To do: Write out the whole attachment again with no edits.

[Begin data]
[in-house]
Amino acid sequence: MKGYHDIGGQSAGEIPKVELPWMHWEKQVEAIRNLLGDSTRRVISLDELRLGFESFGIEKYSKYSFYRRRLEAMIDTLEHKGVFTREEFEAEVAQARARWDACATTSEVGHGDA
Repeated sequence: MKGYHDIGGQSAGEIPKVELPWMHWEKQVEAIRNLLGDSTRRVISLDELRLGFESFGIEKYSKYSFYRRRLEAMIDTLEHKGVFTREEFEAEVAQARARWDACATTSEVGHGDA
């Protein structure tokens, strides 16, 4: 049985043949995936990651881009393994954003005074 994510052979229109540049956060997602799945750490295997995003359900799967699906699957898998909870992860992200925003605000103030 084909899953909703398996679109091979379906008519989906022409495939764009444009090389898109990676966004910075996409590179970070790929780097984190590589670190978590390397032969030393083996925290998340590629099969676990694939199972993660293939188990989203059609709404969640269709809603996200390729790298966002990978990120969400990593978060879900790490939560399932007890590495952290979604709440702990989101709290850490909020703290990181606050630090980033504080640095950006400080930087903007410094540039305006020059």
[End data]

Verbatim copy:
[in-house]
Amino acid sequence: MKGYHDIGGQSAGEIPKVELPWMHWEKQVEAIRNLLGDSTRRVISLDELRLGFESFGIEKYSKYSFYRRRLEAMIDTLEHKGVFTREEFEAEVAQARARWDACATTSEVGHGDA
Repeated sequence: MKGYHDIGGQSAGEIPKVELPWMHWEKQVEAIRNLLGDSTRRVISLDELRLGFESFGIEKYSKYSFYRRRLEAMIDTLEHKGVFTREEFEAEVAQARARWDACATTSEVGHGDA
């Protein structure tokens, strides 16, 4: 049985043949995936990651881009393994954003005074 994510052979229109540049956060997602799945750490295997995003359900799967699906699957898998909870992860992200925003605000103030 084909899953909703398996679109091979379906008519989906022409495939764009444009090389898109990676966004910075996409590179970070790929780097984190590589670190978590390397032969030393083996925290998340590629099969676990694939199972993660293939188990989203059609709404969640269709809603996200390729790298966002990978990120969400990593978060879900790490939560399932007890590495952290979604709440702990989101709290850490909020703290990181606050630090980033504080640095950006400080930087903007410094540039305006020059």